Updated: Sep 23, 2020
The wildfires in California and Oregon are devastating, not only to the people forced to evacuate, but to our planet too, negatively affecting natural life and the atmosphere. Learn more about why these fires are so much worse now and what exactly they do to the environment
By Liv Valinsky
More than five million acres have burned so far in the wildfires along the west coast. As the sky fills with smoke and tens of thousands of people are displaced, the fires rage on. Not only are our daily lives impacted, but these wildfires can also have devastating effects on the environment and climate.
Wildfires are known to emit carbon dioxide and other greenhouse gases into the environment. Greenhouse gases are gases in the atmosphere that allow sunlight to pass through to Earth, but trap the heat inside the atmosphere too. An increasing amount of carbon dioxide can cause global warming. Scientists have estimated that wildfires spanning between 1997-2016 emitted about 8 billion tons of carbon dioxide into the atmosphere.
Wildfires also drastically affect natural areas. The burning of trees not only contributes to the amount of carbon dioxide in the atmosphere, but also removes some of the natural barriers we have against global warming. Trees and plants take in carbon dioxide and release oxygen as part of their natural lives. With a reduced population of plants in these areas due to the fires, less carbon dioxide is being processed and removed from the atmosphere, while more is being released.
Fires in these specific habitats lead to change. Some animals benefit, needing the small fires to rejuvenate their habitat, but even those suited for these changes struggle to adapt to the strength and length of these vicious wildfires. The change invoked by wildfires can be very beneficial to older ecosystems, as areas can be revitalized and this promotes new life. Change can also mean death when it involves species in the area. Once a group of organisms dies out or migrates as a result of fires, other species are quick to find a new home or become extinct. The complicated food chains and webs of a habitat lead to very dependent cause-and-effect relationships.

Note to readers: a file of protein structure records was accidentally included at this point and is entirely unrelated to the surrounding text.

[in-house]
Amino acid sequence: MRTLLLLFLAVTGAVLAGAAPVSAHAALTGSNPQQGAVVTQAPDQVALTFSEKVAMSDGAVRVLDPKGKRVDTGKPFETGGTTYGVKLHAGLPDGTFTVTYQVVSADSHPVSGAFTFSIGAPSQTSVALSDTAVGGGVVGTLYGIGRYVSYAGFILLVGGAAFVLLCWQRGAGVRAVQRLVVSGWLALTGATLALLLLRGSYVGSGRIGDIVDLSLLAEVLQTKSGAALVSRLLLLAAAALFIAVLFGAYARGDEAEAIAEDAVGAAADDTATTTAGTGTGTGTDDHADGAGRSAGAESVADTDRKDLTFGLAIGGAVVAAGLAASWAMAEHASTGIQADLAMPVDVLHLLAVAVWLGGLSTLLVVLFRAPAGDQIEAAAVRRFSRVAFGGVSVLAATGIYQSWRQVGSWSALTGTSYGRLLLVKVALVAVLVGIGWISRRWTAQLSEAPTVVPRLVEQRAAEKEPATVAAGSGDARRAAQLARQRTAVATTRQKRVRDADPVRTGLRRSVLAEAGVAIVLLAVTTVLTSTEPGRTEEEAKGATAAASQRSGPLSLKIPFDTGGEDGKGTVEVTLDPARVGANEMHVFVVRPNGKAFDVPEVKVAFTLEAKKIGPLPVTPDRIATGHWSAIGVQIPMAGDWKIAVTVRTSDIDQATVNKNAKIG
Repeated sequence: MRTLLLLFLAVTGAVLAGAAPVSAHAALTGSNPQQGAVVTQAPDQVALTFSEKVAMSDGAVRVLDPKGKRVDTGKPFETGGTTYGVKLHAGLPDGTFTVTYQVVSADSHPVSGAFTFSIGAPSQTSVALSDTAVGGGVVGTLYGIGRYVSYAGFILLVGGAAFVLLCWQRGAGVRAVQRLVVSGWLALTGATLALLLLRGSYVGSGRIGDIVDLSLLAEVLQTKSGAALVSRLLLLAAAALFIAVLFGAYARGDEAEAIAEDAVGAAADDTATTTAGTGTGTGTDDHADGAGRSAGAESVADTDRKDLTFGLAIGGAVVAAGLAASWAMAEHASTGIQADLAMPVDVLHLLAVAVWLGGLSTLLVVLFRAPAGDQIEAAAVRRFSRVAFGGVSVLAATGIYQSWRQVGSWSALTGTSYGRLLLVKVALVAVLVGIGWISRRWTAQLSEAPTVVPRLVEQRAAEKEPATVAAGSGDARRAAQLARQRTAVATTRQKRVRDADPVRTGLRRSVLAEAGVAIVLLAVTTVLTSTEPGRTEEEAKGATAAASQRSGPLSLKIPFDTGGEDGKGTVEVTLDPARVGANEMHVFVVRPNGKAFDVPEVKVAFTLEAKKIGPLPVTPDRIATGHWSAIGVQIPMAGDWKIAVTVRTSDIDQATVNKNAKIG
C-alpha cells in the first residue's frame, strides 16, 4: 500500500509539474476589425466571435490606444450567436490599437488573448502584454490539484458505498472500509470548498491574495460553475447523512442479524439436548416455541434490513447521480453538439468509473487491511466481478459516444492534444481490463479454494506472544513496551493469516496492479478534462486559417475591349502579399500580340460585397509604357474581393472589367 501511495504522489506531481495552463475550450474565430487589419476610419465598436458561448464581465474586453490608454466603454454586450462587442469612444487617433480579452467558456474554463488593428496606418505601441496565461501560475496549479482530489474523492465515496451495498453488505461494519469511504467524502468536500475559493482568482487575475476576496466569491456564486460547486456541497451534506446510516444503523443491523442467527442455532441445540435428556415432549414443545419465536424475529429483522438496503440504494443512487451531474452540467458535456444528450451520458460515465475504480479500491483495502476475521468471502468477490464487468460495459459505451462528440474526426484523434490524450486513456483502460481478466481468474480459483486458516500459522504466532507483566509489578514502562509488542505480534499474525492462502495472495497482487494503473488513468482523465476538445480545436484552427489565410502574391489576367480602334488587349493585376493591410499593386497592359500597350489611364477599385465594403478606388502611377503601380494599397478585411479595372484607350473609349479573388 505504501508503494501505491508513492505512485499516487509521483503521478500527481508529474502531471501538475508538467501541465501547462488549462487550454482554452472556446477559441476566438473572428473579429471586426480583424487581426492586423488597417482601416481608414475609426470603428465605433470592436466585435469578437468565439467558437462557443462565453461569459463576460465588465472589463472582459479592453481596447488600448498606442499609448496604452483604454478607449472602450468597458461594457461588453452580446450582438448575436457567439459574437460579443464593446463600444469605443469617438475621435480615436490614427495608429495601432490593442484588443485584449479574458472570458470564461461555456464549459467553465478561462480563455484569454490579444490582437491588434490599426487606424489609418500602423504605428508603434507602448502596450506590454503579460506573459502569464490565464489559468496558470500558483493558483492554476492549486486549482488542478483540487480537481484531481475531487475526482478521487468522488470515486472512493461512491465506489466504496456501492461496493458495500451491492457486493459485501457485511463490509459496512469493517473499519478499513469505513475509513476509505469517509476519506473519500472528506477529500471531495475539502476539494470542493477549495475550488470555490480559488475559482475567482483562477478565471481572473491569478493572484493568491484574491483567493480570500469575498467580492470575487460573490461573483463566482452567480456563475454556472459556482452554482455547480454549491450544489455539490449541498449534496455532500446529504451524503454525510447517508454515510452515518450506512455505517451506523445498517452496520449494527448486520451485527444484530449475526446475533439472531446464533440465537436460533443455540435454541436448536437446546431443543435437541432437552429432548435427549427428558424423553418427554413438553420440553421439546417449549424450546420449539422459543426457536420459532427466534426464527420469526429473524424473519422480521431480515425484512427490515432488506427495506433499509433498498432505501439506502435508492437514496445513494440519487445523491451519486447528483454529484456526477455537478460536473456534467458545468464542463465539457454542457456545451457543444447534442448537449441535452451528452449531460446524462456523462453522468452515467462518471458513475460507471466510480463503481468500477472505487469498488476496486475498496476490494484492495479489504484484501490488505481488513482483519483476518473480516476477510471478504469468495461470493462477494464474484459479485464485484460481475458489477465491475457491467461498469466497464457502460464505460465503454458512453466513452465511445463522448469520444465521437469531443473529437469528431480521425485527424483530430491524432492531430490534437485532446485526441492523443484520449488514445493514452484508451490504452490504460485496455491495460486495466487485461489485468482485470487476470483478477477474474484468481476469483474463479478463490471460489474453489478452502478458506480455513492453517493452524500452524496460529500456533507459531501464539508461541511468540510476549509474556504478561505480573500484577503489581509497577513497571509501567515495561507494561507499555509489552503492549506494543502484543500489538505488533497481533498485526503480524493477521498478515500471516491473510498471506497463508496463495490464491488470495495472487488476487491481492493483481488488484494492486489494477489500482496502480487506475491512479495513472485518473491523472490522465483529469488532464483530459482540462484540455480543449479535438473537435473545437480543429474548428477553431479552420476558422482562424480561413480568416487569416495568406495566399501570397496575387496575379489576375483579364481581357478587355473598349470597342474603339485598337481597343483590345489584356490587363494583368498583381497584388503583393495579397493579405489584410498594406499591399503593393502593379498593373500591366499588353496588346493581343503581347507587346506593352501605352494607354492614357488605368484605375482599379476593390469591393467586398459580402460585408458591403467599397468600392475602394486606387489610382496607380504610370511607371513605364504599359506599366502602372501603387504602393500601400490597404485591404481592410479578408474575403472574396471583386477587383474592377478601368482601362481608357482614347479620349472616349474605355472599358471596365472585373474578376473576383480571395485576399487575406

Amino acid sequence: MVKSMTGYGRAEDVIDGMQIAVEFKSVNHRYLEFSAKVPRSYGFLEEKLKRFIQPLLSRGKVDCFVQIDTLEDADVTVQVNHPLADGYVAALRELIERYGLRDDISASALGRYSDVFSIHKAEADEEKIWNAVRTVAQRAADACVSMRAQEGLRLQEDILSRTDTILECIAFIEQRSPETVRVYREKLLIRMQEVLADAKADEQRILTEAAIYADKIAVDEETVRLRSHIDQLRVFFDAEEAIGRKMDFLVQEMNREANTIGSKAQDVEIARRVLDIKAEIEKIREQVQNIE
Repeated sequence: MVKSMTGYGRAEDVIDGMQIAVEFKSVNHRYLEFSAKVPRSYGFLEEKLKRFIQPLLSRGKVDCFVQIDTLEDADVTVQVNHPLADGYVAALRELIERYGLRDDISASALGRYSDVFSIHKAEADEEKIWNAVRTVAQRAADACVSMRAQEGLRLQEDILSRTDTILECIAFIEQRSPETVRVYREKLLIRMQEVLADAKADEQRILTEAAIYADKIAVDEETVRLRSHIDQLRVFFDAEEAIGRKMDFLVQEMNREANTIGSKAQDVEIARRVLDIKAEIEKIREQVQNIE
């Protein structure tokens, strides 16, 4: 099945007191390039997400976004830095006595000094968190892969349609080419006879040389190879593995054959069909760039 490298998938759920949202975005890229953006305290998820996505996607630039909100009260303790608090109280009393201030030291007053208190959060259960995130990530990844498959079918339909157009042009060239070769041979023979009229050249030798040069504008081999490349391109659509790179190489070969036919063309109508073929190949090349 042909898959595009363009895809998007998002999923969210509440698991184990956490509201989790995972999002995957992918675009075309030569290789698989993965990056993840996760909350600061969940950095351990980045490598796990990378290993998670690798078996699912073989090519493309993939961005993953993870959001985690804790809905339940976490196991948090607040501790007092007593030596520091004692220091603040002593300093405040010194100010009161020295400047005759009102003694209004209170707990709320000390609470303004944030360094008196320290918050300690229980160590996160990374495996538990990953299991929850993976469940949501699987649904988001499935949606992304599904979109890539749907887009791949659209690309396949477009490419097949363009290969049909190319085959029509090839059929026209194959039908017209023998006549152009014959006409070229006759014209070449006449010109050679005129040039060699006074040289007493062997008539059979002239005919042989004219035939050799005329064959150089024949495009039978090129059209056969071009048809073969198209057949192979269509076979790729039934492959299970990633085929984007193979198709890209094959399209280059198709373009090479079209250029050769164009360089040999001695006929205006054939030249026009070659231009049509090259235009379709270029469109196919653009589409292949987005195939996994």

While wildfires have been shown to be effectively helpful in the lives of many organisms, the sheer power and strength of these fires is enough to completely wipe out life. Controlled burns are used to reduce the likelihood of a large wildfire breaking out and also contribute to the ecosystem by bringing new life, especially in the soil. Wildfires of this size and heat that are currently burning, do little more than destroy areas and cause animals to flee, desperate to find a new home. Wildfires are in direct opposition of controlled burns, as they bring death, not new life.
Airborne soot from fires can drastically speed up the melting of ice and snow, and cause darkening of ice in the Arctic. Haze on the east coast is connected to these west coast fires, as well as the wildfires spreading to Idaho. Homes and businesses have been destroyed, and vast amounts of people have been forced to evacuate. These wildfires can have effects all over the world and in the atmosphere. Due to global warming, fire seasons are lasting longer, with fires burning hotter and spreading faster, causing more damage.
Berwyn, Bob. “How Wildfires Can Affect Climate Change (and Vice Versa).” InsideClimate News, 12 March 2020, https://insideclimatenews.org/news/23082018/extreme-wildfires-climate-change-global-warming-air-pollution-fire-management-black-carbon-co2#:~:text=Wildfires%20emit%20carbon%20dioxide%20and,effects%20on%20warming%20and%20cooling.
National Geographic Staff. “What do wild animals do in wildfires?” National Geographic, 8 September 2020 https://www.nationalgeographic.com/news/2015/09/150914-animals-wildlife-wildfires-nation-california-science/#close
“More Than Five Million Acres Have Burned in West Coast’s Wildfires.” The New York Times, 15 September 2020